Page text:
Equally as palpable as his reverence for the dish is his insistence that it stay on the lower rungs of the culinary ladder, remaining the uncomplicated and unclassy meal it’s always been. (Although, somewhat ironically, he includes his own recipe in the column which substitutes salmon for tuna and calls for spinach and sage....)
Image courtesy of Harris Graber, licensed under Creative Commons.
1/14/2009 10:11:15 AM
Esperanto began as a stab at linguistic utopia. Imagining a world unfettered by communication barriers, Ludovic Lazarus Zamenhof invented the grammatically simple language in late-19th century Poland. He dreamed that it eventually would be adopted worldwide as a universal second tongue. While these ambitious plans never reached fruition, the Boston Phoenix reports that a small, but tight-knit, international community of speakers keep Esperanto alive.
These loyal fans translate books, write songs, and hold annual conferences. They’ve also benefited from a host of web resources, using services like Skype and Facebook to stay connected and practice conversation. It helps that the language has only 16 basic grammar rules; the simple structure makes it easy for budding Esperantists to learn quickly.
Check out the article to learn more about the language and read comments by some enthusiastic speakers. Wikipedia’s also got an extensive page on Esperanto, with plenty of historical info and good links for further exploration.
1/5/2009 1:46:08 PM
George W. Bush’s controversial Office of Faith-Based and Community Initiatives (OFCI) will live on under the Obama administration, but with a slightly altered handle: The President’s Council on Faith-Based and Neighborhood Partnerships (COFANP). More than mere semantics, this reimagined name signifies “a new commitment to strengthening the partnership between government and neighborhood community programs,” according to the Obama campaign’s position paper.
At Spiritual Politics, editor Mark Silk dissects the implications of the name change. “The Bush name implies that initiative comes from the non-profits, be they religious or otherwise; OFCI was supposed to ensure that faith-based entities were not shut out from government funding for what they wanted to do,” writes Silk, a professor of religion in public life at Trinity College. “COFANP makes the government an active participant in whatever happens—including in assessing the results.”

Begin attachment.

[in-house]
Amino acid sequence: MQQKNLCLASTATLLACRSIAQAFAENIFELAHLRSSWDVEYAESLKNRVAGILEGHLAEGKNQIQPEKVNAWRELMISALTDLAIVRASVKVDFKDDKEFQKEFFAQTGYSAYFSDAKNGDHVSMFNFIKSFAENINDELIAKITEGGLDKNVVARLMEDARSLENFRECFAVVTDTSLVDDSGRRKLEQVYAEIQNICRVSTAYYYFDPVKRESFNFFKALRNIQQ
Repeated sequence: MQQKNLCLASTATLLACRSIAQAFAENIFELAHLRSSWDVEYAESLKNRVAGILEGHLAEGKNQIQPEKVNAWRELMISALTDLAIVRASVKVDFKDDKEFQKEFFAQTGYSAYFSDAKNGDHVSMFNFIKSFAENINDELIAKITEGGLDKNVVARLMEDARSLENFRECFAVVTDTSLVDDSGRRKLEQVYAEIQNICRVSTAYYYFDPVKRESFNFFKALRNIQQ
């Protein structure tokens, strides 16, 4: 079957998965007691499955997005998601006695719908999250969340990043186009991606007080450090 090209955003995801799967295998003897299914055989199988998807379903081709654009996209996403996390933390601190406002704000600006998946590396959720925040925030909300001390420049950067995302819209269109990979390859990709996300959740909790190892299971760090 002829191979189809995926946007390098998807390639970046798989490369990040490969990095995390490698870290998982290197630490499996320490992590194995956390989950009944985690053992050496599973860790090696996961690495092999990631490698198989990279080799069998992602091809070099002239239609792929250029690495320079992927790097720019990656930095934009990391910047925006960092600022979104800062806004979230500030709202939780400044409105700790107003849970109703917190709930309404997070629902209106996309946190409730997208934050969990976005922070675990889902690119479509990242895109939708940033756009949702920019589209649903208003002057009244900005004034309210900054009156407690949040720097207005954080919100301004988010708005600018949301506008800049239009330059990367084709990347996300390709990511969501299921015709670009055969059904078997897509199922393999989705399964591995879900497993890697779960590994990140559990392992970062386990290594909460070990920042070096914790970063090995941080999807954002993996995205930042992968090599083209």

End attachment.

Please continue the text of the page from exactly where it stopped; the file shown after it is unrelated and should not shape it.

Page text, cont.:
This new focus on partnership rekindles the issue of hiring discrimination for faith-based groups receiving federal funding. While Bush’s constitutionally dicey policy permits faith-based groups to hire only members of their own faith, the Obama plan expects religious groups to comply with federal anti-discrimination laws.
As partners with the federal government, faith-based groups will need to focus on using public funds for the public good, not to advance their spiritual agendas. The government’s role in the partnership will include judging programs based on effectiveness, and ending funding for programs that don’t work, regardless of their religious affiliation. As Silk puts it, under COFANP “programs will not be saved by faith alone; it will take works.”
1/5/2009 1:04:12 PM
In its January 2009 issue, Shambhala Sun is “Celebrating 30 Years of Buddhism in America” along with its anniversary (1978-2008). Among the thoughtful offerings: Senior editor Barry Boyce chronicles the dramatic changes Western Buddhism has undergone since it was introduced to the United States.
Marcia Z. Nelson reviews some of the most significant Buddhist books from the past 30 years, such as The Art of Happiness (1998), a Eastern-philosophy-meets-Western-psychology bestseller coauthored by the Dalai Lama and psychiatrist Howard Cutler. Nelson also singles out Wherever You Go, There You Are (1994) and Full Catastrophe Living (1991) as two books that brought mind-body meditation into the mainstream.
Another article—"What's Next?"—assembles thoughtful predictions from an array of Buddhist thinkers (excerpt only). “Just like pouring water from one container into another, this formless wisdom may be transmitted from one country, culture, and language to another by way of the cultural forms and conventions that contain it,” writes scholar and meditation master Dzogchen Ponlop Rinpoche.
Image by alicepopkorn, licensed under Creative Commons.